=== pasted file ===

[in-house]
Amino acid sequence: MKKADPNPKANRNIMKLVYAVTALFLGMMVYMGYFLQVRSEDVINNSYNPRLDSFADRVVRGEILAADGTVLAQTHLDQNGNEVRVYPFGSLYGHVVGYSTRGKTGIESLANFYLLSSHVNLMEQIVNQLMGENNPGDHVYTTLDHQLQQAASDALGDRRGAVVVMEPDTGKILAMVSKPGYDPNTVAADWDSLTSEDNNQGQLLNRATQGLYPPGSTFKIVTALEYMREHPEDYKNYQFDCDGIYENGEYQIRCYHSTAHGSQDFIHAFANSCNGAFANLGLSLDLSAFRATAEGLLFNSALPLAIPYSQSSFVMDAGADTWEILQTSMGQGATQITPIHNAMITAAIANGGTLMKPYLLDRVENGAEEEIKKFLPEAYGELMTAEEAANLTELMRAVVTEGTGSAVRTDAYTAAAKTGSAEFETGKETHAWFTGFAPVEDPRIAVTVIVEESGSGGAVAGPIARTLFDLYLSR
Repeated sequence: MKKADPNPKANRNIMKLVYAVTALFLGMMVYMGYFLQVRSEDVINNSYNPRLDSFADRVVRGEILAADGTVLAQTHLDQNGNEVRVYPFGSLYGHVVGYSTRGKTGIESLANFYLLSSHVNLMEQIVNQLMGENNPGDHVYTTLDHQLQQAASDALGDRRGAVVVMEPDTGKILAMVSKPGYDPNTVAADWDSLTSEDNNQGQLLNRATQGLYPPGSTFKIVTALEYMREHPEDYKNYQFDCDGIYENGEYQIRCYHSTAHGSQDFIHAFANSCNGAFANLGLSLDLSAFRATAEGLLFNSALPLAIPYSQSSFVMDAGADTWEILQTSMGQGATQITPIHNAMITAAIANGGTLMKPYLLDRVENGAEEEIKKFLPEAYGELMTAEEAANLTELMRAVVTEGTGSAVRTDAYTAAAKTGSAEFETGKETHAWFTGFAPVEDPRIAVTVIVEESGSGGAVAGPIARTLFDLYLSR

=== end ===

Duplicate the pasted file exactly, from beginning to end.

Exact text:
[in-house]
Amino acid sequence: MKKADPNPKANRNIMKLVYAVTALFLGMMVYMGYFLQVRSEDVINNSYNPRLDSFADRVVRGEILAADGTVLAQTHLDQNGNEVRVYPFGSLYGHVVGYSTRGKTGIESLANFYLLSSHVNLMEQIVNQLMGENNPGDHVYTTLDHQLQQAASDALGDRRGAVVVMEPDTGKILAMVSKPGYDPNTVAADWDSLTSEDNNQGQLLNRATQGLYPPGSTFKIVTALEYMREHPEDYKNYQFDCDGIYENGEYQIRCYHSTAHGSQDFIHAFANSCNGAFANLGLSLDLSAFRATAEGLLFNSALPLAIPYSQSSFVMDAGADTWEILQTSMGQGATQITPIHNAMITAAIANGGTLMKPYLLDRVENGAEEEIKKFLPEAYGELMTAEEAANLTELMRAVVTEGTGSAVRTDAYTAAAKTGSAEFETGKETHAWFTGFAPVEDPRIAVTVIVEESGSGGAVAGPIARTLFDLYLSR
Repeated sequence: MKKADPNPKANRNIMKLVYAVTALFLGMMVYMGYFLQVRSEDVINNSYNPRLDSFADRVVRGEILAADGTVLAQTHLDQNGNEVRVYPFGSLYGHVVGYSTRGKTGIESLANFYLLSSHVNLMEQIVNQLMGENNPGDHVYTTLDHQLQQAASDALGDRRGAVVVMEPDTGKILAMVSKPGYDPNTVAADWDSLTSEDNNQGQLLNRATQGLYPPGSTFKIVTALEYMREHPEDYKNYQFDCDGIYENGEYQIRCYHSTAHGSQDFIHAFANSCNGAFANLGLSLDLSAFRATAEGLLFNSALPLAIPYSQSSFVMDAGADTWEILQTSMGQGATQITPIHNAMITAAIANGGTLMKPYLLDRVENGAEEEIKKFLPEAYGELMTAEEAANLTELMRAVVTEGTGSAVRTDAYTAAAKTGSAEFETGKETHAWFTGFAPVEDPRIAVTVIVEESGSGGAVAGPIARTLFDLYLSR